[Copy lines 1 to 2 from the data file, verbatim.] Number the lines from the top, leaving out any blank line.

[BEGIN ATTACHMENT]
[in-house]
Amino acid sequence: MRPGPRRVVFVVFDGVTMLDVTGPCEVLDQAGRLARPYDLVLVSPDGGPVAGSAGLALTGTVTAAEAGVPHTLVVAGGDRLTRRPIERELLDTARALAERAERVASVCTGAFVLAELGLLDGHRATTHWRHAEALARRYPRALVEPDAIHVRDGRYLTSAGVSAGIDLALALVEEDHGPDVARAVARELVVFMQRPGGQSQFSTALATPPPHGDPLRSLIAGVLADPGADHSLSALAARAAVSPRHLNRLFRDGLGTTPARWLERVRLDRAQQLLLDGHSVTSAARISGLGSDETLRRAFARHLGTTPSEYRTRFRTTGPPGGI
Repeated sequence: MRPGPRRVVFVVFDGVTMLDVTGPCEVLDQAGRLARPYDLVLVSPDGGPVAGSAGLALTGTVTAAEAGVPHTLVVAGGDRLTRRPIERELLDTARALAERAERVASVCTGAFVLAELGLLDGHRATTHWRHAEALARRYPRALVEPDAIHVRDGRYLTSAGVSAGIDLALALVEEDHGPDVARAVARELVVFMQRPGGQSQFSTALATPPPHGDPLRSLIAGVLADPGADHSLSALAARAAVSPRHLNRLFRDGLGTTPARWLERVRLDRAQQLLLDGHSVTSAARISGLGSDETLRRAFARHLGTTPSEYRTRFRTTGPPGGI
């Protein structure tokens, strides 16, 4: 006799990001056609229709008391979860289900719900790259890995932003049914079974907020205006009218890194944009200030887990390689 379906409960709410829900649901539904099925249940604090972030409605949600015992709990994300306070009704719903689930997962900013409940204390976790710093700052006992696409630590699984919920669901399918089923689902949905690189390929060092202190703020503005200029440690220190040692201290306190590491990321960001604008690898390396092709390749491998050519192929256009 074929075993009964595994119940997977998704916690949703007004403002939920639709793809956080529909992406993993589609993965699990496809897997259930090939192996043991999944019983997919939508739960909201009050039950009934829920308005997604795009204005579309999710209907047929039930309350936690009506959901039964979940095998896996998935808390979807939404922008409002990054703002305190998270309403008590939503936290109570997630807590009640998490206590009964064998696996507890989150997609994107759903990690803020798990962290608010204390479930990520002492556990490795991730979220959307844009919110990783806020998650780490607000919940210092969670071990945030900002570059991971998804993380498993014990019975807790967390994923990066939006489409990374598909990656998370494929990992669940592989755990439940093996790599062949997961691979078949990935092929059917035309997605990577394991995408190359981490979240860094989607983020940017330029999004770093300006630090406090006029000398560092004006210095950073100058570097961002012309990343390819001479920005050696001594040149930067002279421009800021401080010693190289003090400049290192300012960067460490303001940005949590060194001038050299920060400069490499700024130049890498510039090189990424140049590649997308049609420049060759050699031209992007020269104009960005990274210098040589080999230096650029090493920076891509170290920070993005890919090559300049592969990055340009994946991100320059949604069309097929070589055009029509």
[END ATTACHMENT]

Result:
[in-house]
Amino acid sequence: MRPGPRRVVFVVFDGVTMLDVTGPCEVLDQAGRLARPYDLVLVSPDGGPVAGSAGLALTGTVTAAEAGVPHTLVVAGGDRLTRRPIERELLDTARALAERAERVASVCTGAFVLAELGLLDGHRATTHWRHAEALARRYPRALVEPDAIHVRDGRYLTSAGVSAGIDLALALVEEDHGPDVARAVARELVVFMQRPGGQSQFSTALATPPPHGDPLRSLIAGVLADPGADHSLSALAARAAVSPRHLNRLFRDGLGTTPARWLERVRLDRAQQLLLDGHSVTSAARISGLGSDETLRRAFARHLGTTPSEYRTRFRTTGPPGGI